- Build the logic that will return the results you want
- Determine the refresh schedule (when and how often do you want these insights)
- Deploy for testing
- User feedback sessions
- Implement feedback
Elements to consider during the implementation of contextual analytics
There are some key elements to consider during the implementation of contextual analytics in any business:
- Have a clear vision of what you want to achieve.
- Based off your vision, define and cascade your KPIs across your business. Every team member should be aligned and heading in the same direction.
- Make these insights available to every team member involved in the process. Team members need to understand the impact they have.
- During the implementation, ask for feedback. It’s important that users are receiving the insights they need.
- Aggregate your data to different periods, don’t get lost in the day to day performance.
- Link your insights back to a pre-filtered dashboard, it allows users to drill into more details and will help them make more informed decisions.
- Trust the process
Use Cases for Contextual Analytics
In this section, I am going to take you through an example of contextual analytics. You get to see how KPIs are set and how contextual analytics in the form of a simple email can drive immense value to your business.
Let’s use my earlier questions as an example of contextual analytics:
Setting up KPIs for your Business:
Here, we get to see how a business would set up KPIs to help them understand business performance.
My business has set its KPIs as follows:
Store Net Sales:
Calculated with the sum of daily store sales.
- -15% day on day threshold to trigger alert
- Data sources available for this KPI: POS System and Inventory System
Employee Turn Over Rate:
Number of employees who left / average number of employees over the last 6 months x 100
- Threshold is set to 10%. Alert if Employee turn over rate exceeds 10%.
- Data sources available for this KPI: Employee pay roll system and employee exit surveys
Store Refund %:
Calculated as the sum of daily refunds value / the sum of daily net sales x 100
- Threshold has been set to 5%. Alert if daily store refunds are above 5%
- Data sources available for this KPI: POS system and Inventory system
Store Performance Year over Year %:
Calculated as the sum of Year To Date net sales / Same period net sales previous year x 100
- Target is set to 30% Year On Year Growth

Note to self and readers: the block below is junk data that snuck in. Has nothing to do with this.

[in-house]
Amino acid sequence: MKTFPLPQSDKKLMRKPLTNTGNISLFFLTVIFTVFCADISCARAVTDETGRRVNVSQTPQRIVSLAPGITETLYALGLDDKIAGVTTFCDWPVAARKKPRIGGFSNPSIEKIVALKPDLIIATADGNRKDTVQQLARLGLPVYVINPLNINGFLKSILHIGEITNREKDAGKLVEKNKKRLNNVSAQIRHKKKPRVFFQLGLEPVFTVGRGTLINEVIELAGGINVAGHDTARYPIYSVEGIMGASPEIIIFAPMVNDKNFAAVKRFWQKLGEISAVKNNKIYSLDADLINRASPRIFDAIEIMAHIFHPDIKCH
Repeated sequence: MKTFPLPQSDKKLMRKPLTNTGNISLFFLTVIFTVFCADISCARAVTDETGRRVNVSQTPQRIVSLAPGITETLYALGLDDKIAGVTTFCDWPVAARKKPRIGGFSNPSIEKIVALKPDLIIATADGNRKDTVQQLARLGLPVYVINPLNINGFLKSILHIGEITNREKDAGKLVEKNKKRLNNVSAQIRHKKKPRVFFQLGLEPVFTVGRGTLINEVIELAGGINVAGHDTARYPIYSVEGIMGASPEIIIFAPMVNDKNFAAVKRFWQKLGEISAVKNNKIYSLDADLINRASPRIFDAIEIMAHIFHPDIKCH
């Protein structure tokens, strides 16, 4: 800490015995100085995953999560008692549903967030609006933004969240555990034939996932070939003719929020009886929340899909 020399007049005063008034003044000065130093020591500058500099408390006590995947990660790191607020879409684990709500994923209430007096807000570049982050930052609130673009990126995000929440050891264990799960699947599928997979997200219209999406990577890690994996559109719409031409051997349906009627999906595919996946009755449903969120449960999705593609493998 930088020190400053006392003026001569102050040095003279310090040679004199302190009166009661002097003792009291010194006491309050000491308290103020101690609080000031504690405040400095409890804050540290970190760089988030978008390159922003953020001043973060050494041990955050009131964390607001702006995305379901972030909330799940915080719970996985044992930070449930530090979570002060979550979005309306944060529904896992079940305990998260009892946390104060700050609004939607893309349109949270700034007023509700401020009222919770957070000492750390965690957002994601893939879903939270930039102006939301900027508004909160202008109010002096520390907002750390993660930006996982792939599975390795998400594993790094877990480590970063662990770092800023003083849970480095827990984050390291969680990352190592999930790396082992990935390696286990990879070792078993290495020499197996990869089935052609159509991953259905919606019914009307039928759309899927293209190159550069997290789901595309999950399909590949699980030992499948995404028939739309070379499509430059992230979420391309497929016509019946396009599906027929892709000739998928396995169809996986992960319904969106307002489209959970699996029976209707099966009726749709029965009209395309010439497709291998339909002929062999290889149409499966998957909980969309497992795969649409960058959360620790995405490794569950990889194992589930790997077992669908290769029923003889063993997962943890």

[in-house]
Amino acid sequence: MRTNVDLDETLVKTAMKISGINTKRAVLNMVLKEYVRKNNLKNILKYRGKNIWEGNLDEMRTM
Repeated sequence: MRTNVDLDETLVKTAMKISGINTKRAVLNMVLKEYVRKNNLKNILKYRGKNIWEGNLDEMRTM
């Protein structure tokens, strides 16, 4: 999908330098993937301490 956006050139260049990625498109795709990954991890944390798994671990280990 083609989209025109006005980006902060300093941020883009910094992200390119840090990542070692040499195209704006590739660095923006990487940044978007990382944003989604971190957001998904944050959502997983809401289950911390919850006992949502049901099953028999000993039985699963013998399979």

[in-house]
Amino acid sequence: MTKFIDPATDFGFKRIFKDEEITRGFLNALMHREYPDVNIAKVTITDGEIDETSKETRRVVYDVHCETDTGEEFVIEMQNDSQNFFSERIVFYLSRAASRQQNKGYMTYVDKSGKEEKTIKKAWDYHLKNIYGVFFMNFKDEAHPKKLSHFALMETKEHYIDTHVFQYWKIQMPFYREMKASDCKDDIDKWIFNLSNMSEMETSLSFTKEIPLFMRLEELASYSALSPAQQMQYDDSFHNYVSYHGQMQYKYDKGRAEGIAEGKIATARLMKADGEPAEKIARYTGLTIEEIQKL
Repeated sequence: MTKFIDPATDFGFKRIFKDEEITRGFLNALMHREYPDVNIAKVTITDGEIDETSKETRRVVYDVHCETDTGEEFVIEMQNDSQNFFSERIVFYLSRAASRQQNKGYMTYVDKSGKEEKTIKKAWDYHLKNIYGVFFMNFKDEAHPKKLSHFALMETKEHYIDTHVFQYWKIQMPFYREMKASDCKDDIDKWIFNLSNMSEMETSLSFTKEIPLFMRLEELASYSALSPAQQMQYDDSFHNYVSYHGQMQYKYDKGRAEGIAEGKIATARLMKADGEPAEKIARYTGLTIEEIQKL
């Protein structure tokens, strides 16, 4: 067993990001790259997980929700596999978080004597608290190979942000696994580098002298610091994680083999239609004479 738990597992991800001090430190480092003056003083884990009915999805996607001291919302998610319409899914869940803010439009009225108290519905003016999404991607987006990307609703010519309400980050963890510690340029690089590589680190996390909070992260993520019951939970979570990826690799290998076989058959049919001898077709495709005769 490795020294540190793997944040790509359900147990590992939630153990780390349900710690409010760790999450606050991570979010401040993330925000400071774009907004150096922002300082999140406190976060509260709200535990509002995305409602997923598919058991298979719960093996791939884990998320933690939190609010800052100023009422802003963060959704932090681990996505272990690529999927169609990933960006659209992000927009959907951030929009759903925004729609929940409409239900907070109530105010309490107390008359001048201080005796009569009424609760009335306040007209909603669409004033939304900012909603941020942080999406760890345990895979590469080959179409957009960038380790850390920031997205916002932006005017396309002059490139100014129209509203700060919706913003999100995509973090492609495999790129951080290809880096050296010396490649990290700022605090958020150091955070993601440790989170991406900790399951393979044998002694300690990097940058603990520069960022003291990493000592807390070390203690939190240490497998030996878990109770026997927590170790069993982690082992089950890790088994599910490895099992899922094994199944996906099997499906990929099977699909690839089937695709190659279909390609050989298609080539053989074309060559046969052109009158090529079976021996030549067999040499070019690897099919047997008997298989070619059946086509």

- Data sources available: Cloud Data Warehouse with all historical data from the store.
Using Email to Drive Action
In this example, I’ve used emails to drive action from the contextual analytics received. There are many other ways to do this (such as SMS, push notifications .etc) but this will depend on how the business operates.
Below is an example of how emails can be used to drive contextual analytics.
Contextual analytics schedule: Every morning at 8am – sent via email.
Your Daily Contextual Analytics is Ready:
Here is your daily contextual analytics:
Store Performance: -25%
South Store Sales ALERT
Recommendation: South Store inventory is below the -15% threshold. South Store Inventory level is at 40% capacity. South Store cannot meet the demands of your customers.
Employee Turn Over Rate: 60%
ALERT: Employee Turn Over Rate is above your yearly average at 60%.
Recommendation: 80% of the employees reported the reason for leaving was due to the relationship with the stores manager.
Refund %: 12%
Stores refund percentage is above the threshold of 12%.
65% of refunds were for the product ‘Fresh Full Cream Milk’. Inventory data – ‘Fresh Full Cream Milk’ was restocked 60 days ago.
Store Performance Year On Year: +14%
Store performance is 14% higher than previous year.
Best performing category: Pharmaceutical +214%
Worst performing category: Alcoholic beverages -67%
Triggering Action through Contextual Analytics
Now that we have read through our daily contextual analytics, we have the answers we need to trigger action.
Store Performance: Call South Store manager, points to raise: Inventory Levels
Employee Turnover Rate: Setup a meeting with HR Director and Manager. Points to raise: Reason for employees leaving.
Refund Percentage: Call Store Manager, things to note: Fresh Full Cream Milk hasn’t been restocked in 60 days.
Year on Year Store Performance:
- Update CEO on store performance.
- Call category manager to investigate decline in Alcoholic Beverage sales
Time from opening your email to action: less than 5 mins.
This truly showcases the power of contextual analytics and how it can directly drive performance in your business and ultimately improve your bottom line.
Oh, and did I mention that these decisions aren’t being made from old data. This is your business’s performance from yesterday.
Sounds to good to be true? To find out more be sure to request a demo. We will be more than willing to help your business on its data journey and ultimately reach the “sweet” spot of analytics.
Check out our product, Vantage Point. Vantage Point (VP) is a no-code, click & go business acceleration tool which enables data driven decisions across your business. It drives interactivity across all parts of your organization by communicating value (KPIs), autogenerating tasks with cutting-edge ML/AI technology and enabling users to combine VP’s ML/AI recommendations with their own analysis. You can finally track the exact ROI impact throughout your entire business with Vantage Point.
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Product And Brand Analyst